Self-reported adherence to oral cancer therapy: relationships with symptom distress, depression, and personal characteristics
Authors Berry D, Blonquist T, Hong F, Halpenny B, Partridge A
Received 23 July 2015
Accepted for publication 9 September 2015
Published 4 November 2015 Volume 2015:9 Pages 1587—1592
Checked for plagiarism Yes
Review by Single-blind
Peer reviewers approved by Dr Doris Leung
Peer reviewer comments 2
Editor who approved publication: Dr Johnny Chen
Donna L Berry,1–3 Traci M Blonquist,4 Fangxin Hong,4,5 Barbara Halpenny,1 Ann H Partridge2,3
1Phyllis F Cantor Center, Dana-Farber Cancer Institute, 2Medical Oncology, Department of Medicine, Dana-Farber Cancer Institute, 3Department of Medicine, Harvard Medical School, 4Department of Biostatistics and Computational Biology, Dana-Farber Cancer Institute, 5Department of Biostatistics, Harvard School of Public Health, Boston, MA, USA
Background: Therapeutic cancer chemotherapy is most successful when complete dosing is achieved. Because many newer therapeutic agents are oral and self-administered by the patient, adherence is a concern. The purpose of our analysis was to explore relationships between adherence, patient characteristics, and barriers to adherence.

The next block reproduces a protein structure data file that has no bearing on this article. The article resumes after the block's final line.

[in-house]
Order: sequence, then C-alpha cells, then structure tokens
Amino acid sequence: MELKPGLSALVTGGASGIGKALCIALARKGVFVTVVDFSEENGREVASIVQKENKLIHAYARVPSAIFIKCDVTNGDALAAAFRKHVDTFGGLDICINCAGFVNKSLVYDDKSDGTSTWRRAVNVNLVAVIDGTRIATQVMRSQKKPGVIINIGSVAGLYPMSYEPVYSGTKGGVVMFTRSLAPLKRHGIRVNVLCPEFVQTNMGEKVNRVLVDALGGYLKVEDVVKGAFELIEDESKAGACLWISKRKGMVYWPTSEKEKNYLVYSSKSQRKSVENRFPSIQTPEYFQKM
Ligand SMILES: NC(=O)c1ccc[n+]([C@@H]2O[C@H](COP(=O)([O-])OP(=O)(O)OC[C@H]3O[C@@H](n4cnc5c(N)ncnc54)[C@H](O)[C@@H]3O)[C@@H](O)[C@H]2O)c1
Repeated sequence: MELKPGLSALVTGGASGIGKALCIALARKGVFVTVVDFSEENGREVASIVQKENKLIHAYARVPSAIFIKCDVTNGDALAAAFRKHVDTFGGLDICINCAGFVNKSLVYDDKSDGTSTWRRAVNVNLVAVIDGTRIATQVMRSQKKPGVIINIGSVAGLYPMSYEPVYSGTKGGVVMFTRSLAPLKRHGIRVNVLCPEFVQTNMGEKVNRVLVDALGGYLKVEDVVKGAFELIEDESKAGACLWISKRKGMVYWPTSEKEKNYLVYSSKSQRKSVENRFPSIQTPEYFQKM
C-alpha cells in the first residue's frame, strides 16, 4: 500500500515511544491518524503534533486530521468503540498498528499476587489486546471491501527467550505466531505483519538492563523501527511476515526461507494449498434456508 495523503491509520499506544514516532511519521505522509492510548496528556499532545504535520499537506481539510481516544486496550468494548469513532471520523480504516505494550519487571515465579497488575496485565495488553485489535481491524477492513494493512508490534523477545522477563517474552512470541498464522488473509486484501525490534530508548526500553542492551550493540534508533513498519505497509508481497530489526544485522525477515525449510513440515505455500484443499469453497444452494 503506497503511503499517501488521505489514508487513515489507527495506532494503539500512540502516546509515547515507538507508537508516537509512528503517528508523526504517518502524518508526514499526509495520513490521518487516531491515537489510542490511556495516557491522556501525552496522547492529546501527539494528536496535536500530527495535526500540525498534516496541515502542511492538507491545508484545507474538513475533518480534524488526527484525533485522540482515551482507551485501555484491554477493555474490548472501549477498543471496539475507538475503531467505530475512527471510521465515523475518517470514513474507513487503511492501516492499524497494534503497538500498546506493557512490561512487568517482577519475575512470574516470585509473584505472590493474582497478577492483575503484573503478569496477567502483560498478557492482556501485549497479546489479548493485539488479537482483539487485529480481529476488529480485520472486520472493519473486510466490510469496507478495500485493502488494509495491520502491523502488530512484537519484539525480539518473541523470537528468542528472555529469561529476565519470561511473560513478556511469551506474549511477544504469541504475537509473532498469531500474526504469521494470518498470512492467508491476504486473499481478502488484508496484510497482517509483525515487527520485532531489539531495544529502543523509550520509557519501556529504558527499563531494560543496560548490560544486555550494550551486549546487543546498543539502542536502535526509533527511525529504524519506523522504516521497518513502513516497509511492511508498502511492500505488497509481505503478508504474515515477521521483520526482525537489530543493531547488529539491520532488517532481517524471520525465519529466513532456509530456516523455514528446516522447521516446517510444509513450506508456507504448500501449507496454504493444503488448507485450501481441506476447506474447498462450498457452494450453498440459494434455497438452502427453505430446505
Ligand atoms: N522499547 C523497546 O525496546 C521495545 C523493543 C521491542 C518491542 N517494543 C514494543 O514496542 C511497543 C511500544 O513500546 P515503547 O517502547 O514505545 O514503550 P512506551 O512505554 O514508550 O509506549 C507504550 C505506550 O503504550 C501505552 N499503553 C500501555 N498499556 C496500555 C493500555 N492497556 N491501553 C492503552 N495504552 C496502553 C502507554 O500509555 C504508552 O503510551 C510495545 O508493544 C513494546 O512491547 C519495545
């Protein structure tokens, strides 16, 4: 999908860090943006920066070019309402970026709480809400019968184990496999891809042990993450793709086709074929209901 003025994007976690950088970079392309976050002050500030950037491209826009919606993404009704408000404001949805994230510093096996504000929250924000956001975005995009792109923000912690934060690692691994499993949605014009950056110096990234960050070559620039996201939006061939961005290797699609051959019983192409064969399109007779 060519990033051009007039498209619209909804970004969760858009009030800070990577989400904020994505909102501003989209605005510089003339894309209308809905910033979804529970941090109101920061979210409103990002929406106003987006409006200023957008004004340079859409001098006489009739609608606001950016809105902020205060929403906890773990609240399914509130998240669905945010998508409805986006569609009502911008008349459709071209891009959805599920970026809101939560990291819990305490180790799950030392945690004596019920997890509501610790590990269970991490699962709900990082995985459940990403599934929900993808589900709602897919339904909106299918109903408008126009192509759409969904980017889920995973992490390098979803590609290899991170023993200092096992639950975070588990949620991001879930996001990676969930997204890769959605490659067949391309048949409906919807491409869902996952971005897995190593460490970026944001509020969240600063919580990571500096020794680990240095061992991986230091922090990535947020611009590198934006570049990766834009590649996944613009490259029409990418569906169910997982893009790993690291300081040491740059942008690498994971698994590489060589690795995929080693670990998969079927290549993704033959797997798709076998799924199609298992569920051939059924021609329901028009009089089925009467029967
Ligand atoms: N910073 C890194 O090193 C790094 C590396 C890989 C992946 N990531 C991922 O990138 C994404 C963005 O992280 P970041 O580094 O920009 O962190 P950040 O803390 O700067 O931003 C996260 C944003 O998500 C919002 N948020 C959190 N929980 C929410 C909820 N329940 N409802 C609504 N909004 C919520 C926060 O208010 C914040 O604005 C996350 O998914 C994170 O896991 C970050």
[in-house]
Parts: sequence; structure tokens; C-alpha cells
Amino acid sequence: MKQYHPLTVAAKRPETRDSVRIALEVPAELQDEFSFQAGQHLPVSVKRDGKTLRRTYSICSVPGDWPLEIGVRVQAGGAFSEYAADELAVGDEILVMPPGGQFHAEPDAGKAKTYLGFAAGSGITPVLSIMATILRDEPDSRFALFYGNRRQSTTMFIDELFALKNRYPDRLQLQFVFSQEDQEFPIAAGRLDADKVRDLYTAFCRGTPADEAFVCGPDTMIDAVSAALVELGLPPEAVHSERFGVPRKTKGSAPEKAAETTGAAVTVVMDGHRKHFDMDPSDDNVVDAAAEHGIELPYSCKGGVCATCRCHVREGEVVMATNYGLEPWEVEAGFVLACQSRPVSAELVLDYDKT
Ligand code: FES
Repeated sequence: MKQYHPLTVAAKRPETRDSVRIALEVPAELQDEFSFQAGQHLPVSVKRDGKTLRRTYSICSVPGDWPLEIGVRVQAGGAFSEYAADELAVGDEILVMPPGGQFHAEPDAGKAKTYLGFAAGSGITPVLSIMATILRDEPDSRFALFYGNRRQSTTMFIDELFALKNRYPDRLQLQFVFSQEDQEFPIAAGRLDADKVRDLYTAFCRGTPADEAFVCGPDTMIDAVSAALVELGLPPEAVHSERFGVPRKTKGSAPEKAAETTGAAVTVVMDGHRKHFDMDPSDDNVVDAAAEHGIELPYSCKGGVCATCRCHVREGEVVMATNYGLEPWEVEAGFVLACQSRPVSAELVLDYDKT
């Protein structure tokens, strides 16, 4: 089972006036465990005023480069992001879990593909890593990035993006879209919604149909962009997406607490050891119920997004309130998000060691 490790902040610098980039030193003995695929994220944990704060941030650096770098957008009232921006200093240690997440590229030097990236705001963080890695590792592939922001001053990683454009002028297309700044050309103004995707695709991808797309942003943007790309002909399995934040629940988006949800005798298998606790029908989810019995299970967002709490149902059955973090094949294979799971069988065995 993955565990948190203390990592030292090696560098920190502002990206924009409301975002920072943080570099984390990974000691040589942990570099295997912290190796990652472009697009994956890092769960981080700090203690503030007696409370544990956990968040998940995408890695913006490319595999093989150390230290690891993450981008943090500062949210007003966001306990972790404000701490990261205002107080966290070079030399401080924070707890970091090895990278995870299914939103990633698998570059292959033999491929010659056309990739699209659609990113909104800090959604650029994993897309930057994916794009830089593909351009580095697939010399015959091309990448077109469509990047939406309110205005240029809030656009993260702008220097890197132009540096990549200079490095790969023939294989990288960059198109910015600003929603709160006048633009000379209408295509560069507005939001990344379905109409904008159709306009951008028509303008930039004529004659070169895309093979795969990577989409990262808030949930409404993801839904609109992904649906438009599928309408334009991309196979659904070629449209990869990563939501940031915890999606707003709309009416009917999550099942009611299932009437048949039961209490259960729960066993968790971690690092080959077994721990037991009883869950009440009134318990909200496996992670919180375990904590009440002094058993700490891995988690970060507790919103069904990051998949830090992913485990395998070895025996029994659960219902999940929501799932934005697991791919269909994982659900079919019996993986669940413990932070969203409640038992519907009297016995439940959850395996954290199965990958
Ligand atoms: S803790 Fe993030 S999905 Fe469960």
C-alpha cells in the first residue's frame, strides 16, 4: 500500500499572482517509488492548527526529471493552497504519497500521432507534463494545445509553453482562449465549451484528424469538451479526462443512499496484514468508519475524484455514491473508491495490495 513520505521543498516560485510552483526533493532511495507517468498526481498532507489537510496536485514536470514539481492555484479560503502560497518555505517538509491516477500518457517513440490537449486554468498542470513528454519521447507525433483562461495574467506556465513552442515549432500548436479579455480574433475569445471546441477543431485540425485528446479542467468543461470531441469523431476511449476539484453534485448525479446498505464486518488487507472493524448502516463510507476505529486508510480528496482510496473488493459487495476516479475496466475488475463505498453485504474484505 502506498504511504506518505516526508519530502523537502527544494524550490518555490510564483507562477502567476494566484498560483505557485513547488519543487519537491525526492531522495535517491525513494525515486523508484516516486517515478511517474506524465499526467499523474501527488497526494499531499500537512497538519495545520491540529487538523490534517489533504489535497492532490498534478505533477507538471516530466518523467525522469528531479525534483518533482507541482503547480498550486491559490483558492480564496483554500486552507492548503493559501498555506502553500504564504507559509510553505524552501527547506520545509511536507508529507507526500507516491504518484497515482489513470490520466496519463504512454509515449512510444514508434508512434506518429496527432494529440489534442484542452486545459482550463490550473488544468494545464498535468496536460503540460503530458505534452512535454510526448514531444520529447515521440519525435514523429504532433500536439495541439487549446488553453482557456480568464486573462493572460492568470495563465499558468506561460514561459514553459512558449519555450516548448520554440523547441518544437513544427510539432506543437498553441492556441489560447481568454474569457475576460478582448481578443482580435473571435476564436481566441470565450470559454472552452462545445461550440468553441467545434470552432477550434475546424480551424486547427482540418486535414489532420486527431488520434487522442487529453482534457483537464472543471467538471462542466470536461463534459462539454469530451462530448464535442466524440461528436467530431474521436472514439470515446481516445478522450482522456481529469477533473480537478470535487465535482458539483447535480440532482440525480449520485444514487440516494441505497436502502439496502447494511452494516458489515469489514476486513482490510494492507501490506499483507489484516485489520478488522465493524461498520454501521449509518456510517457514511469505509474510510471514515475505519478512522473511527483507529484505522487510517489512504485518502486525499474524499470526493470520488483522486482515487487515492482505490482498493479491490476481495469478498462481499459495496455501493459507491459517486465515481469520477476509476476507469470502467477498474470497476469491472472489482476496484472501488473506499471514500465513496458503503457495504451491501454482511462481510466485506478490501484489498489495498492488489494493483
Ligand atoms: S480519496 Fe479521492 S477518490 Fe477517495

Methods: This secondary analysis utilized self-reported data from a randomized trial of self-care management conducted at two cancer centers in the US. Symptom distress was measured using the 15-item Symptom Distress Scale (SDS-15) and depression with the Patient Health Questionnaire-9 (PHQ-9). Adherence to oral medication was self-reported using the 8-item Morisky Medication Adherence Scale (MMAS-8). Measures were collected via Web-based, study-specific software ~8 weeks after treatment start date. Odds of low/medium adherence (score <8) were explored using univariate logistic regression. Given the number of factors and possible relationships among factors, a classification tree was built in lieu of a multivariable logistic regression model.
Results: Of the eligible participants enrolled, 77 were on oral therapy and 70 had an MMAS score. Forty-nine (70%) reported a high adherence score (=8). Higher odds of low/medium adherence were associated with greater symptom distress (P=0.09), more depression (P=0.05), chemotherapy vs hormonal oral medication (P=0.03), being female (P=0.02), and being randomized to the control group in the parent trial (P=0.09). Conversely, high adherence was associated with working (P=0.08), being married/partnered (P=0.004), and being older (P=0.02). Factors identified as significantly related to low/medium adherence from the univariate logistic regression analyses were supported by the classification tree results.
Conclusion: Nonadherence to therapeutic oral medications in patients with cancer was associated with being unmarried/unpartnered, symptom distress, younger age, not working, and female sex. These findings may help to identify patients at risk for nonadherence and for whom supportive interventions to enhance adherence may be needed.
Keywords: patient-centered technology, self-management, logistic regression, recursive partitioning
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